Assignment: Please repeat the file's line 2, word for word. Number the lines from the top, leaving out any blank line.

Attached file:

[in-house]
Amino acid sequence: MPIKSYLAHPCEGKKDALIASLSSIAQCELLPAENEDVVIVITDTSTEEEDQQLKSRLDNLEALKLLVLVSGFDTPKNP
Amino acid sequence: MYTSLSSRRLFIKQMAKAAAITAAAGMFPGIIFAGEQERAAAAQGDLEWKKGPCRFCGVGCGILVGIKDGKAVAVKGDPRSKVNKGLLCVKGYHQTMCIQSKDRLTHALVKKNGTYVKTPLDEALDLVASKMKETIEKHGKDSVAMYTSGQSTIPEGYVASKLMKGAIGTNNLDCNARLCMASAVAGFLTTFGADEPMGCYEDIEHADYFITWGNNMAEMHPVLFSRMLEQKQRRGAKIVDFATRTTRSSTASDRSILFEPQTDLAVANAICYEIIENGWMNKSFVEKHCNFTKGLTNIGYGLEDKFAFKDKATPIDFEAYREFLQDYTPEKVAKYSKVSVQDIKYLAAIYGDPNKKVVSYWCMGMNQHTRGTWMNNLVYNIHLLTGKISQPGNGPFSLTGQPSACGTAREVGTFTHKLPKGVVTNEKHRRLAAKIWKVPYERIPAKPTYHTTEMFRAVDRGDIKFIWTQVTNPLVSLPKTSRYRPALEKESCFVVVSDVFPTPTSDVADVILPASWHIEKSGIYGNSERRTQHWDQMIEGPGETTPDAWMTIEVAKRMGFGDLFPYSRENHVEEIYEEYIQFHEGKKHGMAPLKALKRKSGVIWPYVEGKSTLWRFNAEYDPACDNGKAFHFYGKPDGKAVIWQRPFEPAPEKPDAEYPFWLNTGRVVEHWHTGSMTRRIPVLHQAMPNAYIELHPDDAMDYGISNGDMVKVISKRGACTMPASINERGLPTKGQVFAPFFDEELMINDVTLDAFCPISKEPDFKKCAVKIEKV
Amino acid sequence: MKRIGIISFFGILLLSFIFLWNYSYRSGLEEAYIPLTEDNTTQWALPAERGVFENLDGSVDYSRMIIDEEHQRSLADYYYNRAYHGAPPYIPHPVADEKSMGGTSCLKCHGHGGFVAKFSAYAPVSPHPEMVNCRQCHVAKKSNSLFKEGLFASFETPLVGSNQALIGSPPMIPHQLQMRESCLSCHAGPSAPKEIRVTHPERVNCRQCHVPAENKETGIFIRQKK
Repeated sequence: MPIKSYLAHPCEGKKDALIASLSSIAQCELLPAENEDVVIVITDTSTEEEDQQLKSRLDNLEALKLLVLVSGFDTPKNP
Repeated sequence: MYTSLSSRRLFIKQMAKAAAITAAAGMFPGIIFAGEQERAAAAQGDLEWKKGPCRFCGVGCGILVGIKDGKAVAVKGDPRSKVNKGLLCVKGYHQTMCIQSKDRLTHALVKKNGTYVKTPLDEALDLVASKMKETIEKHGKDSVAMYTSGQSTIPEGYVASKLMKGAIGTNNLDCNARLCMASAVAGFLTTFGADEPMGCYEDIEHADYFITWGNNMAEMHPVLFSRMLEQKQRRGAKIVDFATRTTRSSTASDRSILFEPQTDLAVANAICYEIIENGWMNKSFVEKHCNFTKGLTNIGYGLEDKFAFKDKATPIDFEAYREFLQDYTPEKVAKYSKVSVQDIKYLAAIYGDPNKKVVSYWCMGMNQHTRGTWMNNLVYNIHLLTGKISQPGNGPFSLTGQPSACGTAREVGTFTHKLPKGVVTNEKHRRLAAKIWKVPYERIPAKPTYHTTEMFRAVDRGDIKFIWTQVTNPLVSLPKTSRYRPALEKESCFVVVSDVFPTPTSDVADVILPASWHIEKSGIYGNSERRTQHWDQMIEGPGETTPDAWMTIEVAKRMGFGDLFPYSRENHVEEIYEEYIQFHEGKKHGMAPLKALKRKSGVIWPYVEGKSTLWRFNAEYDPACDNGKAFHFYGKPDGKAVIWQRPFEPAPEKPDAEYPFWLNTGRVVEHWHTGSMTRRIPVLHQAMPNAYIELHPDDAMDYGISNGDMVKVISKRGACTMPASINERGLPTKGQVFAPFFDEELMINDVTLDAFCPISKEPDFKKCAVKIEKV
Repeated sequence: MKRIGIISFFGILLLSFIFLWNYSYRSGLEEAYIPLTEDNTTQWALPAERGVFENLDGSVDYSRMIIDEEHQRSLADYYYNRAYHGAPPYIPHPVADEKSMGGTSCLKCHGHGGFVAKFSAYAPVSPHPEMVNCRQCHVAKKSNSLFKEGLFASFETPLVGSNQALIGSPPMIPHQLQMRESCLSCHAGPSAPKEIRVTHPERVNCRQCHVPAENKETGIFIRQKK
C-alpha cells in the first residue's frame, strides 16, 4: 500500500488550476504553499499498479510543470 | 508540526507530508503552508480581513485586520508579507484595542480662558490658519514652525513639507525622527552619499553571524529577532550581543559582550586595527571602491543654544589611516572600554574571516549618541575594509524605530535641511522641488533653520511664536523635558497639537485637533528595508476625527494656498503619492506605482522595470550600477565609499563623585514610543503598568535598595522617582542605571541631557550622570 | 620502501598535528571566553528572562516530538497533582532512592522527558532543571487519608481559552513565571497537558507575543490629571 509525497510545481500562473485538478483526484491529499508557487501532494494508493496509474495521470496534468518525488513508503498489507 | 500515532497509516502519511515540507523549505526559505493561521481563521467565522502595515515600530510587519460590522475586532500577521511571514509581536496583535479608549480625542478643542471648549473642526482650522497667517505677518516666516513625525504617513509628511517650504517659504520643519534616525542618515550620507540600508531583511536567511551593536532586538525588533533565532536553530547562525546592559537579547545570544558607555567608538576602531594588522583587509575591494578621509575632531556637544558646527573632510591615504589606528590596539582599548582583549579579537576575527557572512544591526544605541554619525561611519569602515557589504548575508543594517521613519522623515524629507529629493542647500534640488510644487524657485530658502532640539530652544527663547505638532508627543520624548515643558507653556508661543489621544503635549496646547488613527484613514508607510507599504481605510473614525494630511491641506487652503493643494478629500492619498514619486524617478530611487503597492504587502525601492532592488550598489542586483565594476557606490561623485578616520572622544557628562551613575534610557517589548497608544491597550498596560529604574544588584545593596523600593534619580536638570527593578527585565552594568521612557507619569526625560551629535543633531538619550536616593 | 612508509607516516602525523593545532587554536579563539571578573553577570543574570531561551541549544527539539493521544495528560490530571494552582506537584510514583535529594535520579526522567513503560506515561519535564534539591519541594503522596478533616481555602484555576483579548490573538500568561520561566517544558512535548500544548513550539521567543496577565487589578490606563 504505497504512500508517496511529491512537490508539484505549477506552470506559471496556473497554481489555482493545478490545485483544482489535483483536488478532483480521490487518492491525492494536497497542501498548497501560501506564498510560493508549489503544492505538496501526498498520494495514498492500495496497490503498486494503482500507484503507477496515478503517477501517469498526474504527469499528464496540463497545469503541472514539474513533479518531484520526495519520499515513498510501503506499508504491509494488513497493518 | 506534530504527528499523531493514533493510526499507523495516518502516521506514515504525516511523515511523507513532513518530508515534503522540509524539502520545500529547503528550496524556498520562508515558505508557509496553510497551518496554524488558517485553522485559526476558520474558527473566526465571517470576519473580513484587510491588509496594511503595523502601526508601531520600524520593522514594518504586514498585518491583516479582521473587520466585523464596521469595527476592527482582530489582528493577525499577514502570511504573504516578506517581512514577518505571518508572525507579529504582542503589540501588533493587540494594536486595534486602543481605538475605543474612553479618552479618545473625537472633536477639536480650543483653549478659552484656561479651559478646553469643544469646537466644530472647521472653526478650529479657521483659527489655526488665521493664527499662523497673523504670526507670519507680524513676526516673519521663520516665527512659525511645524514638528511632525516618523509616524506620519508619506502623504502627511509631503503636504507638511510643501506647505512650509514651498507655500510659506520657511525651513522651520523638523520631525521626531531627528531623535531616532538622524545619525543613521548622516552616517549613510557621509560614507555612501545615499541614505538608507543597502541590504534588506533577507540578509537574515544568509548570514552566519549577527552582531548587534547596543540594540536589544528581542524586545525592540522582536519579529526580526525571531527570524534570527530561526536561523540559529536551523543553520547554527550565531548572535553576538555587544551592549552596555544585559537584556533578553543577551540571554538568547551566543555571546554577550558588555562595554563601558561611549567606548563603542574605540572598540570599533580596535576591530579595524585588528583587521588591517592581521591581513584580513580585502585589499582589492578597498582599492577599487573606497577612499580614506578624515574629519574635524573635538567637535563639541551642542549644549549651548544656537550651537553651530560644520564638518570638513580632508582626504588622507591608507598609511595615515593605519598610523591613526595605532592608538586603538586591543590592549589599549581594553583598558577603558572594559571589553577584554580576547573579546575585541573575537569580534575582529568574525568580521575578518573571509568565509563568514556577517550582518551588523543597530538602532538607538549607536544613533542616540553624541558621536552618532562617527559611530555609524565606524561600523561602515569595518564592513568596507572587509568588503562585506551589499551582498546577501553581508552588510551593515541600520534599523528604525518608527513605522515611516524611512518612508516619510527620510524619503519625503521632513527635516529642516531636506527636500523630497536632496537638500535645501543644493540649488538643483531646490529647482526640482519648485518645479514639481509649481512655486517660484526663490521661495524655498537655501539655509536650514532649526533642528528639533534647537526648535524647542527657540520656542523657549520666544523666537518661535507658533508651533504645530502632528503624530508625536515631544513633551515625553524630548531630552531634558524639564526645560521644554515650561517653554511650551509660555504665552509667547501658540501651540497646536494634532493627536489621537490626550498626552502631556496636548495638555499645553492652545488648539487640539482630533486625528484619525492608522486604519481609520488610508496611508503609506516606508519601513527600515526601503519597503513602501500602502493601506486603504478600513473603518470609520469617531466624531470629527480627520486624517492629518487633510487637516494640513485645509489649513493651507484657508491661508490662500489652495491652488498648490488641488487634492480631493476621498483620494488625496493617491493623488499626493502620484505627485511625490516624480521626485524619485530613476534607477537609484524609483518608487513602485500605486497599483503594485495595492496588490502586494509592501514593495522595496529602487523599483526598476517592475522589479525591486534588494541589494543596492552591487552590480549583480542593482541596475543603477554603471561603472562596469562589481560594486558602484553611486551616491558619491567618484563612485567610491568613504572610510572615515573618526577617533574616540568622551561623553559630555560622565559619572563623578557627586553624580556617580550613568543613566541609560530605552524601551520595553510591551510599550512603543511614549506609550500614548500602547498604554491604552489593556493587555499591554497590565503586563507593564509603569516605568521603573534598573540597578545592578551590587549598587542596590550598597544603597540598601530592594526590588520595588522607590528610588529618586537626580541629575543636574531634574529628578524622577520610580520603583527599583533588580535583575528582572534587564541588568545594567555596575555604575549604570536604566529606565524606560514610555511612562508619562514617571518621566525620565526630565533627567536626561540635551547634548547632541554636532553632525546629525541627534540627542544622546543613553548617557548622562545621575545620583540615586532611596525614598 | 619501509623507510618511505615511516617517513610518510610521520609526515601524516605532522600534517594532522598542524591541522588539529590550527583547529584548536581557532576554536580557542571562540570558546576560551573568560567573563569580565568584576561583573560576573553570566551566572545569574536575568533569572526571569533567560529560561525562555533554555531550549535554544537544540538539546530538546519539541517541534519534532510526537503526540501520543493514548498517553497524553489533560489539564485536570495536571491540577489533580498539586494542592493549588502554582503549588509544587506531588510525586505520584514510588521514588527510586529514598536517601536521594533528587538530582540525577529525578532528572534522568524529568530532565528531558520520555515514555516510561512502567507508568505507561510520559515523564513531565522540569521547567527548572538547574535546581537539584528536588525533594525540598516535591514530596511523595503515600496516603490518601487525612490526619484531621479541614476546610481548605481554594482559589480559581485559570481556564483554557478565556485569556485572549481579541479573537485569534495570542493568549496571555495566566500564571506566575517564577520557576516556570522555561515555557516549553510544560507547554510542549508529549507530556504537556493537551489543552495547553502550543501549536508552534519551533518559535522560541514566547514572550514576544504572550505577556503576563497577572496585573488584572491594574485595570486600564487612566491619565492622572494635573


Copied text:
Amino acid sequence: MPIKSYLAHPCEGKKDALIASLSSIAQCELLPAENEDVVIVITDTSTEEEDQQLKSRLDNLEALKLLVLVSGFDTPKNP